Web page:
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Cold-hearted: Democrats to hammer GOP ‘Scrooges’ over unemployment benefits

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Matt K. Lewis
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      Matt K. Lewis

      Matt K. Lewis is a senior contributor to The Daily Caller, and a contributing editor for The Week. He is a respected commentator on politics and cultural issues, and has been cited by major publications such as The Washington Post and The New York Times. Matt is from Myersville, MD and currently resides in Alexandria, VA. Follow Matt K. Lewis on Twitter <a>@mattklewis</a>.

Next week, 1.3 million Americans who are currently on long-term unemployment benefits will be cut off. The change will impact anyone who has been receiving benefits for longer than 26 weeks. Predictably, Democrats and liberal groups will use this opportunity to hammer Republicans as “Bad Santa.” The headlines almost write themselves.

Republicans will once again find themselves in the unenviable position of being portrayed as “Scrooge.” In response, they will predictably employ the possibly true, but certainly fruitless, argument that people who receive unemployment benefits are actually less likely to seek or accept any work that pays less than their previous job (and that this compounds their problem, inasmuch as the longer someone is unemployed, the harder it is for them to find a job.) This, of course, is logical — but the issue is emotional. And, in politics, emotion almost always trumps logic.

Instead of playing defense, Republicans ought to insist someone on the other side answer the following questions: First, “How long should this emergency program last?” If 26 weeks isn’t enough, then is 73 weeks enough? 99? Will there ever be a point when the government should quit paying people not to work?

Second, “Why can’t we pay for the extension?” If this is worth doing, then it’s worth paying for. Rather than opposing this program, Republicans should support it, providing the additional revenue comes from other, less important, spending.

Third, if this is so near and dear to their hearts, why did Democrats just agree to a budget deal that doesn’t address this issue?

Aside from asking these obvious questions, there is another thing Republicans must do, and that is to attack the very premise that unemployment benefits are the only tool at our disposal. They aren’t a panacea. They’re not even a very good band aid. They are a concession of failure. The obvious problem isn’t that unemployment benefits are expiring, but that we aren’t creating enough jobs. And, obviously, that is an indictment on the Obama economy.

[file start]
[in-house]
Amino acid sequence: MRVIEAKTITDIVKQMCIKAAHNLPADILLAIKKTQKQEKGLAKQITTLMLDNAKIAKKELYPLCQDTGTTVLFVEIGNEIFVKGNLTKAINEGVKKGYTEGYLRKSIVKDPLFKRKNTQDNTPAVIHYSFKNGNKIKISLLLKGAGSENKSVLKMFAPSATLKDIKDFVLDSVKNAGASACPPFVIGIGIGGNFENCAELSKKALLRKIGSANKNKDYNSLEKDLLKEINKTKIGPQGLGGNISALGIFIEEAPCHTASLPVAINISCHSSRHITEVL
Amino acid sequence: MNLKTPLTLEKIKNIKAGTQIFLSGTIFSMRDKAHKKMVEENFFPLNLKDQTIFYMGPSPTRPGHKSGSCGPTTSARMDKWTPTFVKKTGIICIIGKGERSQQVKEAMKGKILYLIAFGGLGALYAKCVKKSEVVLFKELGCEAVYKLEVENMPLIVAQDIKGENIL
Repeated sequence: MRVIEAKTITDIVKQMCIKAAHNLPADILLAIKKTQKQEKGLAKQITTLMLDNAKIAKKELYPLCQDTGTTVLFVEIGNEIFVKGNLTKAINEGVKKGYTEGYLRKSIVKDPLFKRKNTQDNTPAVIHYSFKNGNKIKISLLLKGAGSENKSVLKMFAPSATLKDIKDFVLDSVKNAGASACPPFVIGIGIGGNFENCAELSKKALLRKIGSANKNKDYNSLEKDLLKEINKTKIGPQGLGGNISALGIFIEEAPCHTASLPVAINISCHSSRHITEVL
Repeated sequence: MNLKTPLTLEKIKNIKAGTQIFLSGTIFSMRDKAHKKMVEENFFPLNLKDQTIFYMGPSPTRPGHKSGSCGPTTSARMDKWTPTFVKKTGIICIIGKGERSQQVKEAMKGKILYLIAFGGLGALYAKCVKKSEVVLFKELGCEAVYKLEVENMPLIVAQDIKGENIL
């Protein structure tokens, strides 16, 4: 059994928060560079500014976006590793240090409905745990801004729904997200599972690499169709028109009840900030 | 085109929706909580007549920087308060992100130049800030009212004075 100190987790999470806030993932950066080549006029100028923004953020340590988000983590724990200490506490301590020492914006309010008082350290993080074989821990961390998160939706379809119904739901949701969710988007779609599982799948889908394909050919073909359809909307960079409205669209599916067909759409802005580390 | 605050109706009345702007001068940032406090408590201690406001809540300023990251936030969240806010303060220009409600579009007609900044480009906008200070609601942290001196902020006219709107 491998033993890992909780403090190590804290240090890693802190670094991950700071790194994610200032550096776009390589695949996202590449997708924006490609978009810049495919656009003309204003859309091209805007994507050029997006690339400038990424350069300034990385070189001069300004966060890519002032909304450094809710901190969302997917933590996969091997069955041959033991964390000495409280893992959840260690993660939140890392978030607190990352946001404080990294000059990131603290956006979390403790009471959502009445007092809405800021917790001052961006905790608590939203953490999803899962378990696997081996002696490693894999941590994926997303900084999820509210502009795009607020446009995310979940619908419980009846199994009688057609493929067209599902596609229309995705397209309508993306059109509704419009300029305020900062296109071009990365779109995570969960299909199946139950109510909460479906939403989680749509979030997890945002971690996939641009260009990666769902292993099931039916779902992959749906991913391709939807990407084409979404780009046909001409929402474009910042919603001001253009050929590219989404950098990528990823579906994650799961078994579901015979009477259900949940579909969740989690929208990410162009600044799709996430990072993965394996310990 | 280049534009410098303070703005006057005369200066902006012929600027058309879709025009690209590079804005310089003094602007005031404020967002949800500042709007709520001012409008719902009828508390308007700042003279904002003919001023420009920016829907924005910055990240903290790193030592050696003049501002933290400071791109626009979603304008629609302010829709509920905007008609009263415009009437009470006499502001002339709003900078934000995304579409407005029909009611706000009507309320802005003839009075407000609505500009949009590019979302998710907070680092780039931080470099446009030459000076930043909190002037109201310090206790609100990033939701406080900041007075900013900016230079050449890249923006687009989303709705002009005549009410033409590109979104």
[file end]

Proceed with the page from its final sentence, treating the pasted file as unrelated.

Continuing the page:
Rather than simply criticizing Obama’s economy, however, conservatives should also propose some creative solutions that could be used either instead of, or in tandem with, extending unemployment benefits. I’ve written about this before, but it may be worth revisiting some ideas put forth by AEI scholar Michael R. Strain in NRO. A while back, I excerpted (and simplified) some of Strain’s most interesting ideas. Here is an additionally revised version:

1. Relocation subsidy. ”Needless to say, it would be significantly easier for many workers to get a job in North Dakota than in Nevada,” writes Strain. “But many unemployed Nevadans may lack the financial resources to pick up and move. An employment program should include a relocation subsidy to help the long-term unemployed move from high-unemployment areas to low-unemployment areas, as suggested by economist Enrico Moretti and others.” (An obvious obstacle to this would be people who are upside down on home mortgages and can’t afford to leave.)

2. Provide lump-sum bonuses to unemployed workers when they get a job. “Surprising as it may seem, there is a lot of evidence in the economics literature that little nudges like this can have large effects on people’s choices,” he writes.

3. Work sharing. “If a firm wants to cut its wage costs by 20 percent, it can fire one-fifth of its workers, or it can tell all its workers to stay home on Fridays without pay. In the latter case, under an option called work-sharing that is available in many places but remains little used, workers would be eligible to receive one-fifth of their unemployment-insurance (UI) benefit.”

Why it helps people: Strain explains that “work-sharing would amount to a pay cut (in this case, one of around 10 percent), but workers would stay employed and retain their benefits.”

What does the company get out of it? According to Strain, this “allows firms to weather a lull in demand without losing the firm-specific expertise present in their existing work forces; it spares firms the time and expense of hiring and training new workers when demand picks back up; and it prevents workers from losing or failing to acquire skills during a period of unemployment.”

4. Temporarily lowering the minimum wage for young and inexperienced workers. “This would give them the opportunity to begin a résumé, learn occupational skills (including the soft skills of professionalism, punctuality, and dealing with a boss), and build a professional network, all of which could lead to better jobs,” Strain avers.

5. A permanent expansion of the Earned Income Tax Credit. “This would make the public, rather than the businesses that hire people, pay for ensuring that working Americans don’t live in poverty.”

(Note: I don’t necessarily endorse Strain’s ideas. But I do think they deserve debate and discussion, especially considering the assumption is that extending unemployment benefits are our only possible tool.)

Republicans can either play Scrooge this Christmas, or they can begin the New Year by offering serious solutions that could actually prove both politically popular and (imagine this!) helpful to struggling Americans trying to make ends meet and survive the Obama economy.